A new state-of-the-art weather radar system goes live in Sunderland today.
The device, which has been lifted into place in High Moorsley, is so sensitive it can capture the size and shape of raindrops.
It captures accurate, live pictures of precipitation and the data is used to update weather models and so improve forecast accuracy.
The work is part of a major upgrade of the Met Office radar network for meteorology, providing more accurate, detailed data essential for successful UK forecast and crucial for issuing warnings of heavy rainfall events.
Richard Bennett, Senior Project Manager said; “Scientific advances mean we can now capture the size and shape of raindrops as well as their composition (ice, water, snow), which will lead to improvements in accuracy of rainfall measurements, particularly during high impact weather events.
“The new radar network has also begun to capture wind speed measurements.”
Scientific advances mean we can now capture the size and shape of raindrops as well as their composition, which will lead to improvements in accuracy of rainfall measurements, particularly during high impact weather events.Richard Bennett
The changes will help ensure the Met Office continues to play a vital role in providing governments, commercial customers and the public with timely and essential weather forecast and real time weather information.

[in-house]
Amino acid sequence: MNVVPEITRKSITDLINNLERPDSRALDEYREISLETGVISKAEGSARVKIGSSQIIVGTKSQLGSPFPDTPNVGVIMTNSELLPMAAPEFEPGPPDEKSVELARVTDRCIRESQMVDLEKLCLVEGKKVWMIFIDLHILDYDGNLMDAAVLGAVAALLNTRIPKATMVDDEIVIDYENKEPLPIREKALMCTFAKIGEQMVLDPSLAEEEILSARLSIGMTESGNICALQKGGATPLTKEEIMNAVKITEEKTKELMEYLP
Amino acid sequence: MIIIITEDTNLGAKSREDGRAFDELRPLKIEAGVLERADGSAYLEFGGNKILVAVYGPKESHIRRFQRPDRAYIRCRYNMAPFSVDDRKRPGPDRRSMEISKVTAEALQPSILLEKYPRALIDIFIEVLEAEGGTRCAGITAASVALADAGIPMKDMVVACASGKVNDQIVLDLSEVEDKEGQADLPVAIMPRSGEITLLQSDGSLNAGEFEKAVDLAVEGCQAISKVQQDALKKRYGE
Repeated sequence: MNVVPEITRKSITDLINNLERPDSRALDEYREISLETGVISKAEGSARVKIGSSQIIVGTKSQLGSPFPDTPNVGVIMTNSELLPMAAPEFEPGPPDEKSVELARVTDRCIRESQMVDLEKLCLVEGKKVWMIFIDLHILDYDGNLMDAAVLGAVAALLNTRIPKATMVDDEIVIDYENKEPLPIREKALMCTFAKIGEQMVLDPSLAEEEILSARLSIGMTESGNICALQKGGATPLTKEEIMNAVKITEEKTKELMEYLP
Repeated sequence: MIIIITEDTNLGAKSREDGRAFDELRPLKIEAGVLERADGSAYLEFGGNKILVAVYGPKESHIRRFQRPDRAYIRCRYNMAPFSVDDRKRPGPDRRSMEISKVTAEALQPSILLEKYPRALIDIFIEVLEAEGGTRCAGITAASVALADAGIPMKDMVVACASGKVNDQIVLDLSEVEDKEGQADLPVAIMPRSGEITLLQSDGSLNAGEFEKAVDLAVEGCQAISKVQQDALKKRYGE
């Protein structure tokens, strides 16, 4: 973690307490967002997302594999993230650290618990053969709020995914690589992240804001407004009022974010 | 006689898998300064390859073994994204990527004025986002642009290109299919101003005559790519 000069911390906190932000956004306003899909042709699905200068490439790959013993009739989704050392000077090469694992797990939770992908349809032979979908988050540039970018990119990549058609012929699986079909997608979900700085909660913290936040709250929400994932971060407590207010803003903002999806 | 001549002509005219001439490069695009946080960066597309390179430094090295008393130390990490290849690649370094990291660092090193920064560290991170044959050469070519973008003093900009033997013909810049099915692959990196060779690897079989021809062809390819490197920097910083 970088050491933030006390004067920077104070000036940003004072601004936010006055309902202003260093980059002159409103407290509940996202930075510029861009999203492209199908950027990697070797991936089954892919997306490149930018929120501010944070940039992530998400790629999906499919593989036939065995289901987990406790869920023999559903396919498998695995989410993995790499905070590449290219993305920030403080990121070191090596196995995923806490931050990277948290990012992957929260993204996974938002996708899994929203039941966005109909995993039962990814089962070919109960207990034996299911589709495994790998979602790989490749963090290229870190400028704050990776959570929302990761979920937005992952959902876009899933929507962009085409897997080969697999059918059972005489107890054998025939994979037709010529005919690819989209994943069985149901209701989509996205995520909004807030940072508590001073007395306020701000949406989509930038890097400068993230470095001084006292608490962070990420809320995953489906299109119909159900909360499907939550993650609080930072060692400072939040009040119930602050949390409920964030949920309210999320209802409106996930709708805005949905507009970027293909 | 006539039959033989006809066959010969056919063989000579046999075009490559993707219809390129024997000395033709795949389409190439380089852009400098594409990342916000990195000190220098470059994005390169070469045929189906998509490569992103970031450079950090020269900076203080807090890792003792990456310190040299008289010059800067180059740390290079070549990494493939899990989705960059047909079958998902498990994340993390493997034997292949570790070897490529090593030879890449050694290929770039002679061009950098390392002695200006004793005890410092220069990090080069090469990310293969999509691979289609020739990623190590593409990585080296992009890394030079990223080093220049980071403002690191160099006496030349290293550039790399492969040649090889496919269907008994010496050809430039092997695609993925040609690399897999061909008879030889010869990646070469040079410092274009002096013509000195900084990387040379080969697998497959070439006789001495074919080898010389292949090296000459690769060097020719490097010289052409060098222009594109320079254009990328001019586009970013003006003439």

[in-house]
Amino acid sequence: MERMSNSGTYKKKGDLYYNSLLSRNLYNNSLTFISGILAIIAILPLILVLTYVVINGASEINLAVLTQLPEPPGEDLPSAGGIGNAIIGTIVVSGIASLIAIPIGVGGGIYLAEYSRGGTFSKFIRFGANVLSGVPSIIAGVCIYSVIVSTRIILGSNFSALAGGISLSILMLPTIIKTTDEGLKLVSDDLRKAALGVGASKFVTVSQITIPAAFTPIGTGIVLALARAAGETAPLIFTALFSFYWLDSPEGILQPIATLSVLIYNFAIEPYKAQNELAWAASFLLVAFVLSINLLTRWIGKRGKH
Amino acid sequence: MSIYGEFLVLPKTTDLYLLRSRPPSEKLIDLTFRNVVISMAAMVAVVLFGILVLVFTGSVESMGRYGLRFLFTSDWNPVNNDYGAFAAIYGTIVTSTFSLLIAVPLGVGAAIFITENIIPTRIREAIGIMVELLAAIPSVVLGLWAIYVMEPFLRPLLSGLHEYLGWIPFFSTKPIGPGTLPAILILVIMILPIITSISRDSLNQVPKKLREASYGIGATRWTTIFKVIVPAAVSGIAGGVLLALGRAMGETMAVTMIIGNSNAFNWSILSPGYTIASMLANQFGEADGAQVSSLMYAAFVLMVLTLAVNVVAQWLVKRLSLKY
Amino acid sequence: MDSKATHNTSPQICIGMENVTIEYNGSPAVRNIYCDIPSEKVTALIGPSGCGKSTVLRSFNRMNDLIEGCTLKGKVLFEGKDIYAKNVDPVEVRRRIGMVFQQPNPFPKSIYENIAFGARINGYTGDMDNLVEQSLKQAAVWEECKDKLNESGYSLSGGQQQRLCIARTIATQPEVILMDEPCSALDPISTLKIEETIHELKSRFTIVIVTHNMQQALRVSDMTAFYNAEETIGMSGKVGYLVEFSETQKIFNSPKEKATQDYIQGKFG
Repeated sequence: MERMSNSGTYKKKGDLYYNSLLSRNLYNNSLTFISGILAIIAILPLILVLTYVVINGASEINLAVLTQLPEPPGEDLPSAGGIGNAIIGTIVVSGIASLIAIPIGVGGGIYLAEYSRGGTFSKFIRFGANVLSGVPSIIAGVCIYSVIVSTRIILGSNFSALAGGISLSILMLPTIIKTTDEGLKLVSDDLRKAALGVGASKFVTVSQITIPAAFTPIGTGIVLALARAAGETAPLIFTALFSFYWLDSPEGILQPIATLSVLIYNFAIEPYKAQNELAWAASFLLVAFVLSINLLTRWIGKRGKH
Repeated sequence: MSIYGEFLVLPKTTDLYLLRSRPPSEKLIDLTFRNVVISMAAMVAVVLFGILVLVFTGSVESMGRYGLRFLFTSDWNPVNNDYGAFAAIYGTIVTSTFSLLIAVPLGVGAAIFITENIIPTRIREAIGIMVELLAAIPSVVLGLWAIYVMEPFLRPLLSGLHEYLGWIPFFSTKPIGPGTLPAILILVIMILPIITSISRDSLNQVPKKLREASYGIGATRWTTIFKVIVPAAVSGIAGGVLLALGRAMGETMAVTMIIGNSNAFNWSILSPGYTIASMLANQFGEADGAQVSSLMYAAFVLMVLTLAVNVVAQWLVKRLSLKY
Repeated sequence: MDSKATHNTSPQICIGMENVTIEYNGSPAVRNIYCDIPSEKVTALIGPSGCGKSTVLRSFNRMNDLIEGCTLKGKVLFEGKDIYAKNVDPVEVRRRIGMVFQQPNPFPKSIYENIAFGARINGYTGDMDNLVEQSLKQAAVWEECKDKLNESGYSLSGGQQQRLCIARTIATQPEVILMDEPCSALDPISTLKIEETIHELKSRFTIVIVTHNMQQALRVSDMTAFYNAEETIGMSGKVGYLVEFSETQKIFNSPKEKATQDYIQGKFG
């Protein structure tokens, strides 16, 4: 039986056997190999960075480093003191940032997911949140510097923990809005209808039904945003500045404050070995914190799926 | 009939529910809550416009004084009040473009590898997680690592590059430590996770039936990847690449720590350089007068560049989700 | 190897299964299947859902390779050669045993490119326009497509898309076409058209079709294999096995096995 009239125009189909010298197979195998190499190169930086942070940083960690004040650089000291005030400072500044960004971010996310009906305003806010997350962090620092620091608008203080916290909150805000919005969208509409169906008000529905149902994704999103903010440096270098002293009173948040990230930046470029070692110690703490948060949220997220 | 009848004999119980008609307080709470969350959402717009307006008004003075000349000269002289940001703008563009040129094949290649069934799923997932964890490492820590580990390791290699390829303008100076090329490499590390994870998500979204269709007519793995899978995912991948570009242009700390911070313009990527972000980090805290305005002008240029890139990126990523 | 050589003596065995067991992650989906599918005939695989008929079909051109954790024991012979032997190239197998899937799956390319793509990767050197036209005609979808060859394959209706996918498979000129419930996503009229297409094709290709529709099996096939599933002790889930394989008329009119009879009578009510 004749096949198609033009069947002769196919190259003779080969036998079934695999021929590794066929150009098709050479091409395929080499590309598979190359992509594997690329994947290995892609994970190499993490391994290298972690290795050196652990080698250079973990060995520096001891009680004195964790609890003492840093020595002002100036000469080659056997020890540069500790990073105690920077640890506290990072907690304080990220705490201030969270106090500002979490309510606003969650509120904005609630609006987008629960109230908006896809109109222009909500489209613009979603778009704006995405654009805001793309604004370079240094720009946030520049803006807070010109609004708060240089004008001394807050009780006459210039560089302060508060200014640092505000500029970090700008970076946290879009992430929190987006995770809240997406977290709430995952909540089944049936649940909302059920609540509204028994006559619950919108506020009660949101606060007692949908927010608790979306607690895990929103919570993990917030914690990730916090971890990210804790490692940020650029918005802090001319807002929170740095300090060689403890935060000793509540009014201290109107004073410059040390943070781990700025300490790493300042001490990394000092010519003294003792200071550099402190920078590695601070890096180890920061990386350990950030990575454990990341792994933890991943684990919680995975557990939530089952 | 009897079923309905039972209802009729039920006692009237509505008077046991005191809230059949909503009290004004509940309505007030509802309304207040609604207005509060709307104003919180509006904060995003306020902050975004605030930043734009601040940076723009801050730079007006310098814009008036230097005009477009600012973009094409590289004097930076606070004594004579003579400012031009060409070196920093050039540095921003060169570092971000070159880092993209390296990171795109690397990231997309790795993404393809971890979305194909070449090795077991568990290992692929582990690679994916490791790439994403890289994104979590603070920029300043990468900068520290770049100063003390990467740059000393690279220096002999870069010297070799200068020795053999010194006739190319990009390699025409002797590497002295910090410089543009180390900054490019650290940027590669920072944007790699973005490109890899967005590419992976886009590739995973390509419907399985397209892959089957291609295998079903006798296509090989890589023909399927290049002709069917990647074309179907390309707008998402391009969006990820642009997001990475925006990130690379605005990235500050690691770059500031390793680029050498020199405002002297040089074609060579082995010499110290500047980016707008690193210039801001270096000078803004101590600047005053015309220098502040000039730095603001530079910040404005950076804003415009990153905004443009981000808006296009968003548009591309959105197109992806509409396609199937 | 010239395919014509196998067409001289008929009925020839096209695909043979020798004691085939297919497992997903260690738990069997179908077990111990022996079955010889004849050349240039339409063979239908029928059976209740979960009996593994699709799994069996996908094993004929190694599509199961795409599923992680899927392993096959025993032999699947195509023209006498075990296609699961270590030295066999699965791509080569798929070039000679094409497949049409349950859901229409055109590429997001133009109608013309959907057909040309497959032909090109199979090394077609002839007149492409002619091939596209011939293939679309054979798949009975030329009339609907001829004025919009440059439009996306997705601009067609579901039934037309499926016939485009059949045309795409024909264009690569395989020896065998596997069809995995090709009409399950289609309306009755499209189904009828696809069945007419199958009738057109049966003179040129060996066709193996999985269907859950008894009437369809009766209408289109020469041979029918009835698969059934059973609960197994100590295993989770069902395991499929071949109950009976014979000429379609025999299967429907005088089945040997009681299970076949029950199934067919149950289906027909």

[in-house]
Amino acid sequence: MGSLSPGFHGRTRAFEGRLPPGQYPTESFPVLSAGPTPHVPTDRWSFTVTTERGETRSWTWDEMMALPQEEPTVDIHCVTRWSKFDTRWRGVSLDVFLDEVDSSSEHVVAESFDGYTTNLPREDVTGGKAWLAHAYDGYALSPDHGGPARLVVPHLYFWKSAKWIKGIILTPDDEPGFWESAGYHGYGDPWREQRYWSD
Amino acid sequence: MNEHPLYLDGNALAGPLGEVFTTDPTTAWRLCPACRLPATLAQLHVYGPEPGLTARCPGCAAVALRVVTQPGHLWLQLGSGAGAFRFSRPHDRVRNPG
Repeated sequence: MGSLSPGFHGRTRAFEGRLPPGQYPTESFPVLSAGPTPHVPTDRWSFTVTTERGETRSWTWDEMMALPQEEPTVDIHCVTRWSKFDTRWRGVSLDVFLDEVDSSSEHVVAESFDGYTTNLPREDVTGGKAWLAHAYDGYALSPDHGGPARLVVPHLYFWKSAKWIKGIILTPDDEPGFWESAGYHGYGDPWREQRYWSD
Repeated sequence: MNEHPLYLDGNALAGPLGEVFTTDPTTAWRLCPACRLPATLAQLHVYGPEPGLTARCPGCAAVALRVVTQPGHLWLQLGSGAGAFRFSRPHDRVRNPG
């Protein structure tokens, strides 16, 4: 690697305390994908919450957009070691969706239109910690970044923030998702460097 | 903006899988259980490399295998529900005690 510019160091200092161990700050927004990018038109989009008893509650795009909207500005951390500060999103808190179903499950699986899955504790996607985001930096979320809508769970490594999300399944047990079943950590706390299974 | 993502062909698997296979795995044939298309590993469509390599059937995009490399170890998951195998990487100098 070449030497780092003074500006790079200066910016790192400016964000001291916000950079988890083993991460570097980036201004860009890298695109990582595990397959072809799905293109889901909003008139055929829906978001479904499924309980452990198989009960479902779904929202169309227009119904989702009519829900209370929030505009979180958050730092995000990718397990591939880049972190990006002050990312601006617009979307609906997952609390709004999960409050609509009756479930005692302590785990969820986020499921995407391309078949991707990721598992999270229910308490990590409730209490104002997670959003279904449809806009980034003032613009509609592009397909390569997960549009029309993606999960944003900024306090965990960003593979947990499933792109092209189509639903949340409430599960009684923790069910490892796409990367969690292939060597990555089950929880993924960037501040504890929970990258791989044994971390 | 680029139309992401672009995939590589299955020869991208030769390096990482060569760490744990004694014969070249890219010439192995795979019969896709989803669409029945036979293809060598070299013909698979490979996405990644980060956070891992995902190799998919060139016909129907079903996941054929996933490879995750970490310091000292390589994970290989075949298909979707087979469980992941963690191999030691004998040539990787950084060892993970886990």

Weather radar gives an accurate live picture of precipitation (rain, hail, snow) present in the atmosphere and many may be familiar with them from TV weather bulletins.
Behind the scenes, radar data is used to continuously update numerical weather models and thus improve forecast accuracy.
The High Moorsley radar is the oldest in the North East and part of the Met Office’s 30-year-old Radar Network, one of the longest established radar networks of its kind in the world.
There are 16 radars in the network and the High Moorsley site was first opened in July 2009.
This upgrade to ‘dual-polarisation’ capability is part of a partnership between the Public Weather Service and the Environment Agency and it was developed in-house by Met Office engineers.
The radar combines world-leading hardware with unparalleled levels of skill and expertise and equipment was, wherever possible, sourced locally.